I’ve always been amused by the various radio and television personalities who do an “angry so and so” segment. Usually it’s a tongue in cheek rant about a semi-serious subject. Today I’m going to write one myself. I call it my “angry author” segment.
I’m a member of several writing communities. From the less organized social media groups, to actual professional organizations. And in all of these groups there is a slew of well-meaning (sarcasm) arm-chair quarterbacks who want to share their knowledge of how the publishing industry works. No, not your mentors and writers who have dealt with publishers and agents, contracts and promotion. Or the writers in the trenches, still submitting, digging their way out of the slush piles, and soldiering on. Not those who really offer good advice (if you have yet to figure out who they are, you will soon, they are those who buy you a glass of wine to celebrate and write you killer reviews out of sheer love for you, not the damn kids you write about).
No, I am referring to the elephant in the room. The writers who, for whatever reason, would rather see someone fail because they themselves have not yet succeeded. As a mostly new to the industry writer, I continuously find myself wanting to hide on an internet rooftop and snipe away their comments before they reach the impressionable ears and unfortified egos of the writers even newer at this than I am. From this position I bring you today’s Angry Author Segment in the form of this little public service announcement:
A.) You do not have to have an agent to read (and translate/decipher) your contract for you. You really don’t. I know for a fact you can do it yourself. I did. I read multiple contracts. On my first submission and tried not to pee my pants.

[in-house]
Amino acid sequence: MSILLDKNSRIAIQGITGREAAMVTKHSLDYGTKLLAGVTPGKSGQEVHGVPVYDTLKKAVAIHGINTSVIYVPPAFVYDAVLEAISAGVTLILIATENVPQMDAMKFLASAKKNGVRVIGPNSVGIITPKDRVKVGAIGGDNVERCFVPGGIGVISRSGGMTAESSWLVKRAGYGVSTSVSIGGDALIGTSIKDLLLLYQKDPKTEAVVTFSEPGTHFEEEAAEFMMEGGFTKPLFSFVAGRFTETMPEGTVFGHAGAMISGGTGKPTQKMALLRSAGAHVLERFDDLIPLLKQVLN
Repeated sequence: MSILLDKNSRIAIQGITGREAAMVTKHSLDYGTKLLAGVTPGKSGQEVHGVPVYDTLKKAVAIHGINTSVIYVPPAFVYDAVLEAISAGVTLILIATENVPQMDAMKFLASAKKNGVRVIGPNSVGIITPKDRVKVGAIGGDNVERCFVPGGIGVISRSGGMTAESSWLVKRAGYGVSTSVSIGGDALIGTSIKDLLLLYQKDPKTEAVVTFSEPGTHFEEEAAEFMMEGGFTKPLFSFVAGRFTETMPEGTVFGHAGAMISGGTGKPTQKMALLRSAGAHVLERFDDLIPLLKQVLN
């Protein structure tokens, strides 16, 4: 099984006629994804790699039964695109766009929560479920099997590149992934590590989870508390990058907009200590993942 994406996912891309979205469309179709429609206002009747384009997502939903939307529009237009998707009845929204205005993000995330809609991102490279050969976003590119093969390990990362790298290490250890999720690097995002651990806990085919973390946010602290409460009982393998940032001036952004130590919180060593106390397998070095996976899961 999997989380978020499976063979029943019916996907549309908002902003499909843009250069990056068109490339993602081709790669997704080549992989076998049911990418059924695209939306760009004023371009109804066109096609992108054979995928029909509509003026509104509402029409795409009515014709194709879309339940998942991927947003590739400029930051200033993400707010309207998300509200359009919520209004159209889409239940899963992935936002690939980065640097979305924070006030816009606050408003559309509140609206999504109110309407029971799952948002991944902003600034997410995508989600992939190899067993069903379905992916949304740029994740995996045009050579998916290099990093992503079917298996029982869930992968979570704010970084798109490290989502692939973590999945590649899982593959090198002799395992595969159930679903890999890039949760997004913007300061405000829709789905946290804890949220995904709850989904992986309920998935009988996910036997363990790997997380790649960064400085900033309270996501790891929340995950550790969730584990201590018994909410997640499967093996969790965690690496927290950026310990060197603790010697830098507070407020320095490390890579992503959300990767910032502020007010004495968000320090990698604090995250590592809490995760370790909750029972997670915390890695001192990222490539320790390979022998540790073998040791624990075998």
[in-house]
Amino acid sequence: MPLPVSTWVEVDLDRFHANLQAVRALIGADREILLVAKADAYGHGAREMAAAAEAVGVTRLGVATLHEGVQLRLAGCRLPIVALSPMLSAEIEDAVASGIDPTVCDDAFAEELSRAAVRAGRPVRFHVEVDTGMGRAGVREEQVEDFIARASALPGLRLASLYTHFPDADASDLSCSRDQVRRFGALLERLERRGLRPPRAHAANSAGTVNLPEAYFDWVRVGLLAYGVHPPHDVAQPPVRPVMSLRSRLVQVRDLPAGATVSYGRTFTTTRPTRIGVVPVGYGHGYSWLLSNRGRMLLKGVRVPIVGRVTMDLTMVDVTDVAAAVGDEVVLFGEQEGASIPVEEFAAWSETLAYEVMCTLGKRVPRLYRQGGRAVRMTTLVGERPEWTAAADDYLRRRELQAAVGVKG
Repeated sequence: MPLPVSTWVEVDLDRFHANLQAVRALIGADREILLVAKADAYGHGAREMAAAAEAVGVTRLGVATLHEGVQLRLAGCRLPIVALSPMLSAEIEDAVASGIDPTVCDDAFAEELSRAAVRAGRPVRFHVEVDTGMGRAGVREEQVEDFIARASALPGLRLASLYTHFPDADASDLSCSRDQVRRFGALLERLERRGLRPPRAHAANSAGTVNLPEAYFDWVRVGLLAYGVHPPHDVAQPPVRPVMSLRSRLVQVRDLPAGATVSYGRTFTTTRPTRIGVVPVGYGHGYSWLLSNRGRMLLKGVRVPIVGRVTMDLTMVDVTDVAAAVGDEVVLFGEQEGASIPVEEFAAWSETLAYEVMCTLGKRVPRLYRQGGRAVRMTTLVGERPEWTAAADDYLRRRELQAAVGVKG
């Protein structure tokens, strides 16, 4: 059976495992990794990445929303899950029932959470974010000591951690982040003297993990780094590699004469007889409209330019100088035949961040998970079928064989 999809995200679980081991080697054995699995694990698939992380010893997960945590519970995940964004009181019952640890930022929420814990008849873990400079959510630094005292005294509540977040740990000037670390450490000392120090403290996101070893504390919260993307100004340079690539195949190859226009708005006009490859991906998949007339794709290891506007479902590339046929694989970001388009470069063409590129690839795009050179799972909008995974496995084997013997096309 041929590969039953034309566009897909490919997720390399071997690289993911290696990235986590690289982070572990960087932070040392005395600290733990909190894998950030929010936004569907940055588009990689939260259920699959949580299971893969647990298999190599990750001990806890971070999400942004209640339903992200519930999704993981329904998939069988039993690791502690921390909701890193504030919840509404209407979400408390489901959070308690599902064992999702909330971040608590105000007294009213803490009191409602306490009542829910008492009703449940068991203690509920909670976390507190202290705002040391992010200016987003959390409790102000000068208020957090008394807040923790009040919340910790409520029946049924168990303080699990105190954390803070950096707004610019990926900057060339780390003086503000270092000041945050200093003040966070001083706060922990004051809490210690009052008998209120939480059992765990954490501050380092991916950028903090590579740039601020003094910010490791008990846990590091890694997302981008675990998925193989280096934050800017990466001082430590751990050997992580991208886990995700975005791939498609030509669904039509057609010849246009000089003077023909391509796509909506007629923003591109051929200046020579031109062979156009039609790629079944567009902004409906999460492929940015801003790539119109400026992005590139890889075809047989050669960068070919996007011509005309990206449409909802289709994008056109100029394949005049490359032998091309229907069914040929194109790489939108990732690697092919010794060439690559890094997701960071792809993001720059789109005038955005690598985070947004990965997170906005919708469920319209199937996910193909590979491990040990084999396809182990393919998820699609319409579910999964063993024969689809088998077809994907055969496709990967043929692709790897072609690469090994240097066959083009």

B.) You do not have to have an agent to negotiate a contract for you. I am not saying you can’t, just that it is not a necessity.
C.) You do not have to have an agent to get published. Nope. You don’t. I know. See me as exhibit A. (well, see me in a few months with The Finish Line is released.)
Exception to C: Unless you want to submit to a publisher that only takes agented submissions. Yeah, might need an agent for that.
D.) Right to first refusal on a series does not apply to all your work (in a contract). Just work on that series and it should be worded very obviously that this is so. If you worry about the wording, have someone trusted and knowledgeable look over the contract for you. And if this stops you from signing a contract, check yourself and your ego. Of course the publisher wants the ability to publish you next work in the world and characters they believe in.
E.) Do not SIGN a right to first refusal on all your work. That is ridiculous. Also, from what I can tell, a reputable publisher is not going to ask you to do so.
Exception to E … unless they offer you a stupid amount of money. I mean, seriously stupid amounts of money. (This could be terrible advice, btw, so I would exercise your right not to take it)
F.) If you have never negotiated a contract, read a contract, or even been offered a contract … don’t talk about contracts to new authors or attempt to offer advice to someone who has been offered a contract. Just, don’t. I don’t care whose workshop you took or what books you’ve read. If you don’t have first hand experience, hush.
The sheer level of a fear mongering and misinformation being fed to new authors can be cruel. I get so frustrated seeing people add to the pile. I’m lucky to be a part of several organizations (and a publishing company) that support and uplift authors. That doesn’t mean I don’t see tons of badly given advice on the daily basis. I’m going to try to remember to always make sure that anything I say to another writer comes from a place of experience and comes with a desire to lift someone up a at least one rung of the ladder of success.
So, this is your angry author, who has been the recipient of bad advice (V, thank you for always straightening me out) signing off for this particular segment. I’ll be back, I’m sure, the next time I’m squinting one-eyed at the computer and wondering where in the world someone got their information.